Technique: Sentinels

A sentinel is an extra item added to one end of an array (or list) to ensure that a loop will terminate without having to include a separate check as in the SEQUENTIAL_SEARCH algorithm:
 


SEQUENTIAL_SEARCH: procedure expose A.
parse arg N, V
Np1 = N + 1; A.Np1 = V
do J = 1 until A.J = V; end
return J

 

It is elegant and a bit faster than the following solution. For N=15000, it averages about 20% faster, but it is the difference between 0.28 and 0.22 seconds.

 


SEQUENTIAL_SEARCH_WITHOUT_SENTINEL:
procedure expose A.
parse arg N, V
do J = 1 to N
  if A.J = V then leave
end
return J

 

Now suppose that we have two sorted arrays (in ascending order) A.1,...,A.M and B.1,...,B.N of integers which we wish to merge into a third C. array of M+N elements. Using sentinels provides a way to write a very simple algorithm (compare with merging without sentinel: SPARSE_POLYADD).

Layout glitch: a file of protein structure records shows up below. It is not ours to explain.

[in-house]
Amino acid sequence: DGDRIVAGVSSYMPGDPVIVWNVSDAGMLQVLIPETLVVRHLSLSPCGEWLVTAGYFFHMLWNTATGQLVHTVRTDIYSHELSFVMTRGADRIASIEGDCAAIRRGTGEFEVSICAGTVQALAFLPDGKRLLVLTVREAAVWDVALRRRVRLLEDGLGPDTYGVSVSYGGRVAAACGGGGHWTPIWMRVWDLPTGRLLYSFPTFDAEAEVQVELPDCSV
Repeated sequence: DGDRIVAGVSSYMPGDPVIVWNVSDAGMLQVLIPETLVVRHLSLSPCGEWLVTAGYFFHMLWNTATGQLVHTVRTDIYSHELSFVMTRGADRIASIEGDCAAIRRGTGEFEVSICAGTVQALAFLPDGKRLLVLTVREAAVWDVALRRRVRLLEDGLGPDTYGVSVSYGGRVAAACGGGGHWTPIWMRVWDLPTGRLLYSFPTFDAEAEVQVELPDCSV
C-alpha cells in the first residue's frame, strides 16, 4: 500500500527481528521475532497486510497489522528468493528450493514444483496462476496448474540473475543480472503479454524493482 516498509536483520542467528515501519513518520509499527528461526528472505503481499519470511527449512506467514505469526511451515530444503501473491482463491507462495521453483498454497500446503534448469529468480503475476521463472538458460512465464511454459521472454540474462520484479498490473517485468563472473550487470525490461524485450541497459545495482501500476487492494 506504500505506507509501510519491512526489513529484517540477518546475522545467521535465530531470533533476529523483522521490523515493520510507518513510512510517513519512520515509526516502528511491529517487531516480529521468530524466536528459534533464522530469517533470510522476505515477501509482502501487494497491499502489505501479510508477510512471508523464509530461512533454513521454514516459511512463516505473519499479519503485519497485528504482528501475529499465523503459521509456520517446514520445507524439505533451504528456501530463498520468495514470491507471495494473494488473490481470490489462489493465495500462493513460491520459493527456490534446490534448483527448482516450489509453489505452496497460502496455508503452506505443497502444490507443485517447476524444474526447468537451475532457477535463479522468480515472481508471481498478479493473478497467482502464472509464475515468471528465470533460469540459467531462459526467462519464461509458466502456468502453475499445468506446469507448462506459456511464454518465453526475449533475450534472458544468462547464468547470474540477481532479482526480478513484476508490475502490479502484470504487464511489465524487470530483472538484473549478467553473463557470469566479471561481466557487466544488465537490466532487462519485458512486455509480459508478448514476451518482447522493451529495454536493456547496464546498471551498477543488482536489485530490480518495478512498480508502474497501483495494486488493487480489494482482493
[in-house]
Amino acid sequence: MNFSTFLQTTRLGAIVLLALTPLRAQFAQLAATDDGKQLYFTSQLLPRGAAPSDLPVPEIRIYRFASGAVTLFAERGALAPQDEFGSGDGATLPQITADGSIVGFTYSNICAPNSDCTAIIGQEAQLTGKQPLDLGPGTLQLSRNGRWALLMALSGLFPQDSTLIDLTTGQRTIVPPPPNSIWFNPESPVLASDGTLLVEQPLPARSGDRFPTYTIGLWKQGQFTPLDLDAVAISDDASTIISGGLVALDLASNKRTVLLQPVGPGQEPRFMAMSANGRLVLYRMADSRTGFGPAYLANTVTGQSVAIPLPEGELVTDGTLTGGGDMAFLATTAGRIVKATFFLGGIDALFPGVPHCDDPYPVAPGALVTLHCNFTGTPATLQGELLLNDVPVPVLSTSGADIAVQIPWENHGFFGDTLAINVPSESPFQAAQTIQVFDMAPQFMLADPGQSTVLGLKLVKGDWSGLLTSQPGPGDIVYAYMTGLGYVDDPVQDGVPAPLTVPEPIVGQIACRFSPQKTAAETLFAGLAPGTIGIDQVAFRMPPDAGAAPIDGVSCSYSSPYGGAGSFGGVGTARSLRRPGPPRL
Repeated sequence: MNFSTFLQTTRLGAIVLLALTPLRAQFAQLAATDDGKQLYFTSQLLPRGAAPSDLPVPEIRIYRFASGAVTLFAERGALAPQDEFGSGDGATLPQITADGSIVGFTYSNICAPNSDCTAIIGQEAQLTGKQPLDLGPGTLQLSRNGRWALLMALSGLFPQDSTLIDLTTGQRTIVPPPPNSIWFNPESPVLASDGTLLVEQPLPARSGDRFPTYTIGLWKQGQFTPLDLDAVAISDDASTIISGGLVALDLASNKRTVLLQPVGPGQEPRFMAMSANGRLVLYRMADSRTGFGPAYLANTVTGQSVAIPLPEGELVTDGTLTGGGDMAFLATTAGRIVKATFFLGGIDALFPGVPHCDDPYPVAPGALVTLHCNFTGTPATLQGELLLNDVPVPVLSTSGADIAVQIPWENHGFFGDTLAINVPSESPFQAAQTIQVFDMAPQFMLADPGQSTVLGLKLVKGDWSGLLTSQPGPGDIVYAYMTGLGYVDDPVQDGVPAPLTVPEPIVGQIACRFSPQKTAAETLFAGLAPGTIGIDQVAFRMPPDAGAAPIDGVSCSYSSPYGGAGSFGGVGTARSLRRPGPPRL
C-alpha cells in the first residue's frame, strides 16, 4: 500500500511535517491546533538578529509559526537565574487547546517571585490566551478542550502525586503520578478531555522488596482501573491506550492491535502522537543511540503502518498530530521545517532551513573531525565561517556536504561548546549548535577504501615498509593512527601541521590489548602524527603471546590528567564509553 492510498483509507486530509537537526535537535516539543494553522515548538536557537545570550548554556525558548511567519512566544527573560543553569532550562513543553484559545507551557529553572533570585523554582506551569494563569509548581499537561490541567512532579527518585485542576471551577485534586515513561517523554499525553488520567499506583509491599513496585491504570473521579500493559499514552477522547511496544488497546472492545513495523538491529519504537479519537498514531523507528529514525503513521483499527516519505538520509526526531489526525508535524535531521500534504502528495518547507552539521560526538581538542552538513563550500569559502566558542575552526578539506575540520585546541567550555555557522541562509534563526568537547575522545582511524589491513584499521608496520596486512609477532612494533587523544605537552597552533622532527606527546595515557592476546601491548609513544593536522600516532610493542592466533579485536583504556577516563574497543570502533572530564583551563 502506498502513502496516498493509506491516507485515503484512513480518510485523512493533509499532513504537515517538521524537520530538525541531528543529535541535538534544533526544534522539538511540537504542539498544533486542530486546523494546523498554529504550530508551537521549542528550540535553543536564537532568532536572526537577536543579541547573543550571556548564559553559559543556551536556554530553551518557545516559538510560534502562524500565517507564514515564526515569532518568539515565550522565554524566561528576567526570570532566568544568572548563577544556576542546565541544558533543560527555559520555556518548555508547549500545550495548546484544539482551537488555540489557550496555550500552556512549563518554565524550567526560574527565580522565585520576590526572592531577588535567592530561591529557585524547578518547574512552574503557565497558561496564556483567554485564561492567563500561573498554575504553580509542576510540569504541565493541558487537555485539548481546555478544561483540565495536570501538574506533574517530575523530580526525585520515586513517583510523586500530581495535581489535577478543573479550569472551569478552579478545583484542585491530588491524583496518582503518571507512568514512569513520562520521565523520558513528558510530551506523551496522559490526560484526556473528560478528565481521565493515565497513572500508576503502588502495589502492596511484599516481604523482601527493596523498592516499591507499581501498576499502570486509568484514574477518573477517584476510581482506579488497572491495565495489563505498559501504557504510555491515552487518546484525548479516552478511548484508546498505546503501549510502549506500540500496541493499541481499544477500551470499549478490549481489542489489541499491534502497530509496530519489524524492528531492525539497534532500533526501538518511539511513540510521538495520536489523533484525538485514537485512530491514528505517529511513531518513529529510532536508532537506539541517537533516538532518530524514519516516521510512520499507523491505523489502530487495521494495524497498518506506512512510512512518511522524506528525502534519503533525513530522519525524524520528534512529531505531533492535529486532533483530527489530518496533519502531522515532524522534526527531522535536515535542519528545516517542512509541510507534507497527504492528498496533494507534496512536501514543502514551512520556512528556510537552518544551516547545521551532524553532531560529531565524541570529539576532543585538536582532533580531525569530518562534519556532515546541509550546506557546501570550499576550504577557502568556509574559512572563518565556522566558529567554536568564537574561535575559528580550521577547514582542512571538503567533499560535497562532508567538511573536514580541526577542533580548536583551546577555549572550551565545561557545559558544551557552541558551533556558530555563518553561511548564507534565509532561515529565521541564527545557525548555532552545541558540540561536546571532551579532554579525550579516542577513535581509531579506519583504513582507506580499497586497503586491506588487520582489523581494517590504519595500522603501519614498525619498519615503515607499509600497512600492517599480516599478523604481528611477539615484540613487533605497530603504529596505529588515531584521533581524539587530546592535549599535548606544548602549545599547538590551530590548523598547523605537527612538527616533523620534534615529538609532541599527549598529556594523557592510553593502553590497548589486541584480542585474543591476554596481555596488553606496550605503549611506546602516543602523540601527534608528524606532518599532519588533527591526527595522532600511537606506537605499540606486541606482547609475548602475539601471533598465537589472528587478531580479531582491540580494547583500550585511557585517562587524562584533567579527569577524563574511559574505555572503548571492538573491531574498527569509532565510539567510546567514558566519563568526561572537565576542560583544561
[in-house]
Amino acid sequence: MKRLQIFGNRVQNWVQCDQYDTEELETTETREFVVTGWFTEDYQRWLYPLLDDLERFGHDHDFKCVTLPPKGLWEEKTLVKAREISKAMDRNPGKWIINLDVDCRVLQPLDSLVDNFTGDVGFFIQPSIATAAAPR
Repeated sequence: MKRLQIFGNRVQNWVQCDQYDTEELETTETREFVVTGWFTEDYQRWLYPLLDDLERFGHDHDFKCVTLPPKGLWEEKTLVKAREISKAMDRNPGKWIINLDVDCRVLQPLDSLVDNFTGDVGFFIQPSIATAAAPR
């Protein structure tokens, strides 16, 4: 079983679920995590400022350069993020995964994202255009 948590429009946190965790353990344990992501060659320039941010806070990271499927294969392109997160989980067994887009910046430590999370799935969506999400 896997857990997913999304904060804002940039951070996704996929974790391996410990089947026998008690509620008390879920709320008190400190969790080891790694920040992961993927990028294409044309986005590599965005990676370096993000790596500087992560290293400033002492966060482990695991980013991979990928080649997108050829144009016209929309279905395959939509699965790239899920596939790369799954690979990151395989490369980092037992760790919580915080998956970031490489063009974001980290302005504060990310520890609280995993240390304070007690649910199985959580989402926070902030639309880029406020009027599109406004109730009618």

MERGING: procedure expose A. B. C.
parse arg M, N
Mp1 = M + 1; Np1 = N + 1
if A.M > B.N
  then B.Np1 = A.M
  else A.Mp1 = B.N
K = 1; L = 1
do J = 1 to N + M
  if A.K < B.L
    then do
      C.J = A.K; K = K + 1
    end
    else do
      C.J = B.L; L = L + 1
    end
end
return

 

A FEW OTHER EXAMPLES

Literature
Kruse R. L. Data Structures and Program Design
Prentice Hall International Editions, ISBN 0-13-196049-0.
Sedgewick R., Algorithms
Addison-Wesley, Reading, Massachusetts, 1984


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last modified 8th August 2001
Copyright 2000-2001 Vladimir Zabrodsky
Czech Republic.

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